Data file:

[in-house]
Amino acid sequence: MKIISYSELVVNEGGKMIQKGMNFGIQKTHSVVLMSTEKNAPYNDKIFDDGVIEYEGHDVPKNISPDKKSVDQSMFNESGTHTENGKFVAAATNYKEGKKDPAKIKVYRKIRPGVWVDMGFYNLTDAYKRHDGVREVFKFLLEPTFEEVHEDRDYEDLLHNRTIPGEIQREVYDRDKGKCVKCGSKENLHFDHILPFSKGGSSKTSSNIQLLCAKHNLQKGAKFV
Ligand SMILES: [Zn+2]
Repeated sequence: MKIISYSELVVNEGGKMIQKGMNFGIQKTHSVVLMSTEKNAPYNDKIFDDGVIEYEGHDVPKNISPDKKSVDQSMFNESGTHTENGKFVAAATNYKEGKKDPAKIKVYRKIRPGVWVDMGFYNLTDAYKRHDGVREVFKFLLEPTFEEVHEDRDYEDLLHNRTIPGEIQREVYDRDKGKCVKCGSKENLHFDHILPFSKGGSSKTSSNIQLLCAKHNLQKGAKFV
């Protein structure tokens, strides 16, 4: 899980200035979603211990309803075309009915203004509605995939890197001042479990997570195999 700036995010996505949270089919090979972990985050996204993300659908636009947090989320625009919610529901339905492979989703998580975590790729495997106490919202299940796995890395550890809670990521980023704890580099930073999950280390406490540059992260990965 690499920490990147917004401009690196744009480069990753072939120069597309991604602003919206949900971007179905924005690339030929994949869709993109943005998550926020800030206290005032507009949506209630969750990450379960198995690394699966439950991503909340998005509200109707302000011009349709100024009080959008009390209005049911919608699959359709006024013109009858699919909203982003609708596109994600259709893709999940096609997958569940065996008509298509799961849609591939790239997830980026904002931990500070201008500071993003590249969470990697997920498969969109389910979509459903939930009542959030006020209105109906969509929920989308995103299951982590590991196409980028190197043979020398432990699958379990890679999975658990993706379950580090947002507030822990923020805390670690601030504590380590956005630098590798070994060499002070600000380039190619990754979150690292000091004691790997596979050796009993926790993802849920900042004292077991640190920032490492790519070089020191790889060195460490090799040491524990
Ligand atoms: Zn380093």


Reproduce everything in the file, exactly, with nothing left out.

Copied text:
[in-house]
Amino acid sequence: MKIISYSELVVNEGGKMIQKGMNFGIQKTHSVVLMSTEKNAPYNDKIFDDGVIEYEGHDVPKNISPDKKSVDQSMFNESGTHTENGKFVAAATNYKEGKKDPAKIKVYRKIRPGVWVDMGFYNLTDAYKRHDGVREVFKFLLEPTFEEVHEDRDYEDLLHNRTIPGEIQREVYDRDKGKCVKCGSKENLHFDHILPFSKGGSSKTSSNIQLLCAKHNLQKGAKFV
Ligand SMILES: [Zn+2]
Repeated sequence: MKIISYSELVVNEGGKMIQKGMNFGIQKTHSVVLMSTEKNAPYNDKIFDDGVIEYEGHDVPKNISPDKKSVDQSMFNESGTHTENGKFVAAATNYKEGKKDPAKIKVYRKIRPGVWVDMGFYNLTDAYKRHDGVREVFKFLLEPTFEEVHEDRDYEDLLHNRTIPGEIQREVYDRDKGKCVKCGSKENLHFDHILPFSKGGSSKTSSNIQLLCAKHNLQKGAKFV
């Protein structure tokens, strides 16, 4: 899980200035979603211990309803075309009915203004509605995939890197001042479990997570195999 700036995010996505949270089919090979972990985050996204993300659908636009947090989320625009919610529901339905492979989703998580975590790729495997106490919202299940796995890395550890809670990521980023704890580099930073999950280390406490540059992260990965 690499920490990147917004401009690196744009480069990753072939120069597309991604602003919206949900971007179905924005690339030929994949869709993109943005998550926020800030206290005032507009949506209630969750990450379960198995690394699966439950991503909340998005509200109707302000011009349709100024009080959008009390209005049911919608699959359709006024013109009858699919909203982003609708596109994600259709893709999940096609997958569940065996008509298509799961849609591939790239997830980026904002931990500070201008500071993003590249969470990697997920498969969109389910979509459903939930009542959030006020209105109906969509929920989308995103299951982590590991196409980028190197043979020398432990699958379990890679999975658990993706379950580090947002507030822990923020805390670690601030504590380590956005630098590798070994060499002070600000380039190619990754979150690292000091004691790997596979050796009993926790993802849920900042004292077991640190920032490492790519070089020191790889060195460490090799040491524990
Ligand atoms: Zn380093």